The auxotrophic strain Po1f (Leu, Ura) and Po1g (Leu) derived from the wild type strain W29 (ATCC 20460) were kindly provided by Professor Catherine Madzak (Institut National de la Recherche Agronomique, AgroParisTech, France) [42, 43]. Po1f was used as a recipient of strain engineering and Po1g was used as the control strain. Escherichia coli DH5α was used for routine subcloning and plasmid propagation. It was grown in Luria–Bertani broth (LB) containing ampicillin (50 mg L−1) for plasmid selection. YNBG medium containing 0.67 % (w/v) yeast nitrogen base (without amino acids and with ammonium sulfate, solarbo), 0.2 % casamino acids, and 2 % (w/v) glycerol was used for transformants screening. The yeast strains were cultivated in YPG medium which comprises 2 % pure glycerol, 1 % yeast extract and 2 % tryptone. The cultivation medium for benchtop fermentation was modified YPG medium including 50–200 g L−1 of crude glycerol, 1 % yeast extract, 2 % tryptone and 20 mM phosphate buffer. The carbon sources and nitrogen sources were prepared and sterilized individually. All media were sterilized at 121 °C for 20 min, and then were mixed under sterile conditions. The bioreactors were sterilized separately for 30 min at 121 °C.

Crude glycerol used in this study was provided by ASB Biodiesel (Hong Kong) Ltd. The crude glycerol contains 67.1 % glycerol, 17.2 % water and 0.13 % methanol by weight, as well as trace amount of salts precipitate.

Gene cloning and strain construction

The strains, vectors and primers used in this work are listed in Table 3. To disrupt the TCA cycle for SA accumulation, the genes encoding succinate dehydrogenase E (Ylsdh5, accession number of NC_006072) in chromosome of Po1f was inserted by URA3 through homologous recombination using PUT cassette (Fig. 1). The PUT deletion cassette comprising upper homologous fragment, URA3 marker and down homologous fragment was constructed by Gibson Assembly Cloning Kit (New England Biolabs (NEB), England) based on pBluescript SK(−) with 25 base pair of homologous sequence for every adjacent gene fragment [44]. Gene fragments of shd5-up (~1000 bp) and sdh5-down (~1000 bp) were amplified from the genomic DNA of Y. lipolytica W29 using primer pair upper-F/upper-R and down-F/down-R, respectively. The fragments of URA3 marker was amplified from JMP113 vector using primers of ura-F/ura-R. The linearized pBluescript SK(−) vector bone was generated by PCR amplification as well using primers of v-F/v-R. All the four PCR products were mixed together along with the reaction reagents under 50 °C for enzymatic assembly for 1 h, after which the reaction reagents were all transformed into the competent cell of E. coli DH5α [44]. The positive transformants were picked up by colony PCR resulting plasmid pPUT. After verification by gene sequencing, the disruption cassette PUT was amplified from pPUT using primer pair upper-F/down-R and the purified PCR product was transformed into strain Po1f via LiAc method [45]. URA+ transformants were selected on YNBG plates. Double homologous recombinants were screened by diagnostic PCR using genomic DNA as template with two sets of primer pairs of chrom-F/ura-R and chrom-F/chrom-R. DNA sequencing was carried out to confirm the disruption of Ylsdh5 gene. The obtained knockout mutant was designated as Y. lipolytica PGC01003. PrimeSTAR® HS DNA polymerase (TaKaRa, Dalin, China) was used in all PCR reaction.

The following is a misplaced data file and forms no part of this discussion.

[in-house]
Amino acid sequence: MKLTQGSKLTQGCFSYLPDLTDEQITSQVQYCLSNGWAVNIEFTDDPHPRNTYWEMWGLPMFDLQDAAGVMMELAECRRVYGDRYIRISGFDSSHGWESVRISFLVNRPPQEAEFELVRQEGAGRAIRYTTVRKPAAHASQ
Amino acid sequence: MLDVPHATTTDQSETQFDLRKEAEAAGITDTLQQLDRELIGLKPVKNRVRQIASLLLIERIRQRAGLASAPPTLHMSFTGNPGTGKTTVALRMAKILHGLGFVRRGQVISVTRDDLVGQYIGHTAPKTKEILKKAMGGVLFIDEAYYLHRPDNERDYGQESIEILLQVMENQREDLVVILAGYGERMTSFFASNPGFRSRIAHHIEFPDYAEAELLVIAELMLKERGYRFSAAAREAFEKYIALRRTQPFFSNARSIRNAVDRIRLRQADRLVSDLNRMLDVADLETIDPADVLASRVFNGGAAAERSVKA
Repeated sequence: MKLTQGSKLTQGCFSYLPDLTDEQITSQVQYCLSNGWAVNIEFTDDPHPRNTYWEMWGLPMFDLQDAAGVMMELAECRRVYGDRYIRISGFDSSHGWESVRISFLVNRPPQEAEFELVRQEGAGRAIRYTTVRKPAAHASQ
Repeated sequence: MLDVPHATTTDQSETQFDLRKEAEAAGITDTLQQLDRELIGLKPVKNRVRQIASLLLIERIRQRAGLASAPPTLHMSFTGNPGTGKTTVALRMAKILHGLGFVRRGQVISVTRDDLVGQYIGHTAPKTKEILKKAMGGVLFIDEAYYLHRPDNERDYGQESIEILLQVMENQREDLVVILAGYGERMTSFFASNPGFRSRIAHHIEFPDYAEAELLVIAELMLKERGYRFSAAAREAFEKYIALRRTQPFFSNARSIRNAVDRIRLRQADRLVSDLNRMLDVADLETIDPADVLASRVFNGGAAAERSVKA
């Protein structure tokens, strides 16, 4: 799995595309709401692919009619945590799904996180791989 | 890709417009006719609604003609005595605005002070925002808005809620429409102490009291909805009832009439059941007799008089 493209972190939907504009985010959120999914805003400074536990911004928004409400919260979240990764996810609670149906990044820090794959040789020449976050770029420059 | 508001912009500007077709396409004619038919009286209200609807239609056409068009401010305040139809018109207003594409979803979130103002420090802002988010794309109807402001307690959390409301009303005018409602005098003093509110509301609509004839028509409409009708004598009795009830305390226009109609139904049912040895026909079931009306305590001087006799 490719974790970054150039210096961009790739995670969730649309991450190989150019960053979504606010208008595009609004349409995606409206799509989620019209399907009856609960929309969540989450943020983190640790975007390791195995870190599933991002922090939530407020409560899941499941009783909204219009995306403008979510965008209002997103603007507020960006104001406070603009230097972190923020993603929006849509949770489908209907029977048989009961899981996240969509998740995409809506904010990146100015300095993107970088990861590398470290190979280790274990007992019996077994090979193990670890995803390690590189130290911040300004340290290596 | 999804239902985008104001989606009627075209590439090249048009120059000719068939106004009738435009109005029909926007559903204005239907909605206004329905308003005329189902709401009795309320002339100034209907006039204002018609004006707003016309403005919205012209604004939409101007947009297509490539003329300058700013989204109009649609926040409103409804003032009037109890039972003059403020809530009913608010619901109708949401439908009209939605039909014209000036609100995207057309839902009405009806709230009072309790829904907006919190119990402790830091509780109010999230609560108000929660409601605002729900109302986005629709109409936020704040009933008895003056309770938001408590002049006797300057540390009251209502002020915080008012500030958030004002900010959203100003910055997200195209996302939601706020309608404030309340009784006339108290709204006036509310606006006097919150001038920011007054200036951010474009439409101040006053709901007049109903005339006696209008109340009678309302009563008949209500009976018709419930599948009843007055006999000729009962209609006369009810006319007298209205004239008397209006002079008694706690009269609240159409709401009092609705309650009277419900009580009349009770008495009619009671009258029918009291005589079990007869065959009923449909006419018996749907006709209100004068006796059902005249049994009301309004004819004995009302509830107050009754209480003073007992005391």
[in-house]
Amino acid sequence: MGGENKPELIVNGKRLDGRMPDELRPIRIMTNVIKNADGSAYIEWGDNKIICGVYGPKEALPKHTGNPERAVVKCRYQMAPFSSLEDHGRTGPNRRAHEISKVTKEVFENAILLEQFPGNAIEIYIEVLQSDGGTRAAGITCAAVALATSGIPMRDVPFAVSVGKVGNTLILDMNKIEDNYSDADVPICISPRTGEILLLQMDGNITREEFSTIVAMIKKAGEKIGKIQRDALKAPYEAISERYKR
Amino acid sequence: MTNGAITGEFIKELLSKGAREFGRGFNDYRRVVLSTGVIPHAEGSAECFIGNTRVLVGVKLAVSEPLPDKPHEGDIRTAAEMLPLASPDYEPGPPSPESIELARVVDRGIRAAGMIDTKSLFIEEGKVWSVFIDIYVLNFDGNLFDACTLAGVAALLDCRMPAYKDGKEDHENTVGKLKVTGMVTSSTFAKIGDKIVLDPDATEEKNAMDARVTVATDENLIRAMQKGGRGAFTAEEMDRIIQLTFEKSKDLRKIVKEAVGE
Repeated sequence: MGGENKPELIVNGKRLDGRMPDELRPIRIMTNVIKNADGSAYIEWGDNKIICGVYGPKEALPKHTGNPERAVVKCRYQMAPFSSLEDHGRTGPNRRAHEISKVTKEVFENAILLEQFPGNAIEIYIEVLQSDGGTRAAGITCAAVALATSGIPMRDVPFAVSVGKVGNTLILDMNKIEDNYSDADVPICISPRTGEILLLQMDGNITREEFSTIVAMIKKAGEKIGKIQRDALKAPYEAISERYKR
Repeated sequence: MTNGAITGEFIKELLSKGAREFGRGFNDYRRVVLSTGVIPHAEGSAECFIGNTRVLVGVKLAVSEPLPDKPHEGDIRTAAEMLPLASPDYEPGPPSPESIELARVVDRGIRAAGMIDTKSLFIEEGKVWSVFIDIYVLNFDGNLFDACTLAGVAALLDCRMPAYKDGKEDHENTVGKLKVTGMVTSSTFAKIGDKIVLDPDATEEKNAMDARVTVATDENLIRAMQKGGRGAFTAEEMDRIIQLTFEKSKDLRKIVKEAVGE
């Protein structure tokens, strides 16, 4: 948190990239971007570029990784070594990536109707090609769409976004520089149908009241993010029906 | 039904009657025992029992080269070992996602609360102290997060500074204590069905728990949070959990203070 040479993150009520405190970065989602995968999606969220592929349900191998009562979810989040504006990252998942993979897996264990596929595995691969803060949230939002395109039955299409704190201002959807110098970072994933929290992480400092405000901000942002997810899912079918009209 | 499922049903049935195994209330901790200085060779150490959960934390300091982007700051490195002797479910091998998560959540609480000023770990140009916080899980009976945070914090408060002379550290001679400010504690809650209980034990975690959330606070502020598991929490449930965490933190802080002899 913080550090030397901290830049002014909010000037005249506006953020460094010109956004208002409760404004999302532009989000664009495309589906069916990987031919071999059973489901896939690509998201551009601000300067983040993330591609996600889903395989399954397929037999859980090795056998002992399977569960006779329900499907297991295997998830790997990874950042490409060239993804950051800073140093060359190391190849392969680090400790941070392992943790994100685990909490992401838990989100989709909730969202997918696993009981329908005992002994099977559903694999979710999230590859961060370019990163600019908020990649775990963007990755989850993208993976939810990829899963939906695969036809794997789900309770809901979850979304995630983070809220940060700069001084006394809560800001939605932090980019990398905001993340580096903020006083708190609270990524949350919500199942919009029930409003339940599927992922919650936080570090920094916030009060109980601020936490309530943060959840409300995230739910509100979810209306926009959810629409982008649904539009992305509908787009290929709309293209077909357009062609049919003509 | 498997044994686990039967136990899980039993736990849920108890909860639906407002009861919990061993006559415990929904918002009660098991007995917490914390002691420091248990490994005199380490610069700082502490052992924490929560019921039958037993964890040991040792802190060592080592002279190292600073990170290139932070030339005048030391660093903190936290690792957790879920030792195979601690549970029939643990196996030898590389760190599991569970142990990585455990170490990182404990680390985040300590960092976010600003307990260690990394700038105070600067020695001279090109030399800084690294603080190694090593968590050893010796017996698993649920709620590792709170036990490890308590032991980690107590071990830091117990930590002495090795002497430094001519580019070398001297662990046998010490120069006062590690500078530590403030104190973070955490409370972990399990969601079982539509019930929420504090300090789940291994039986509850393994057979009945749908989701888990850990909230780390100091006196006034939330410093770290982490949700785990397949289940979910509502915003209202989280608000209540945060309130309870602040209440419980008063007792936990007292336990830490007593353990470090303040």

Table 3

Strains, plasmids and primers used in this study


Genotype or relevant features


Y. lipolytica


MatA, Wild type



MatA, xpr2-322, axp-2, leu2-270



MatA, xpr2-322, axp-2, leu2-270, ura3-302



MatA, xpr2-322, axp-2, leu2-270, ura3-302, Δsdh5::URA3

This study

E. coli


Competent Cells

TransGen Biotech


 pBluescript SK(−)

Ampicillin resistance



pBluescript SK(−) containing the deletion cassette of PUT

This study


Sequences(5′ → 3′)




Forward primer for pBluescript vector



Reverse primer for pBluescript vector



Forward primer for marker



Reverse primer for marker



Forward primer for up segment



Reverse primer for up segment



Forward primer for down segment



Reverse primer for down segment



Forward primer for verification



Reverse primer for verification

Shaking flask cultivation